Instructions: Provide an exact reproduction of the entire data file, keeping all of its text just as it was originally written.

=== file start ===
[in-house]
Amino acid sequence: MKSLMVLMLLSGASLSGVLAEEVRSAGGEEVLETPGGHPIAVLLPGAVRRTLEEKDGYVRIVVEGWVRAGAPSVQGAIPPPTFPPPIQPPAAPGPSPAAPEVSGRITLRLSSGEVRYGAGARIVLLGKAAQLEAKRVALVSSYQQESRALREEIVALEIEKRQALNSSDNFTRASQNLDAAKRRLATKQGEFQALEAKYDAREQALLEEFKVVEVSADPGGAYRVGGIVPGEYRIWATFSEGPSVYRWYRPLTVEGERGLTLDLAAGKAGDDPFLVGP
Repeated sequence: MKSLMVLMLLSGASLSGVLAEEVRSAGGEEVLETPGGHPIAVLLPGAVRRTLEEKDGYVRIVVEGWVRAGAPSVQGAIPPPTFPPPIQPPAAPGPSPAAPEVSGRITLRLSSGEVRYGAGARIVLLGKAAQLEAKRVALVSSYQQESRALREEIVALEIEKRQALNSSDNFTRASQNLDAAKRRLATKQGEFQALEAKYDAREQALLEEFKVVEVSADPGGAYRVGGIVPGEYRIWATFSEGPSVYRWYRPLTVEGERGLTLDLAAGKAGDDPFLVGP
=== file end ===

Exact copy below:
[in-house]
Amino acid sequence: MKSLMVLMLLSGASLSGVLAEEVRSAGGEEVLETPGGHPIAVLLPGAVRRTLEEKDGYVRIVVEGWVRAGAPSVQGAIPPPTFPPPIQPPAAPGPSPAAPEVSGRITLRLSSGEVRYGAGARIVLLGKAAQLEAKRVALVSSYQQESRALREEIVALEIEKRQALNSSDNFTRASQNLDAAKRRLATKQGEFQALEAKYDAREQALLEEFKVVEVSADPGGAYRVGGIVPGEYRIWATFSEGPSVYRWYRPLTVEGERGLTLDLAAGKAGDDPFLVGP
Repeated sequence: MKSLMVLMLLSGASLSGVLAEEVRSAGGEEVLETPGGHPIAVLLPGAVRRTLEEKDGYVRIVVEGWVRAGAPSVQGAIPPPTFPPPIQPPAAPGPSPAAPEVSGRITLRLSSGEVRYGAGARIVLLGKAAQLEAKRVALVSSYQQESRALREEIVALEIEKRQALNSSDNFTRASQNLDAAKRRLATKQGEFQALEAKYDAREQALLEEFKVVEVSADPGGAYRVGGIVPGEYRIWATFSEGPSVYRWYRPLTVEGERGLTLDLAAGKAGDDPFLVGP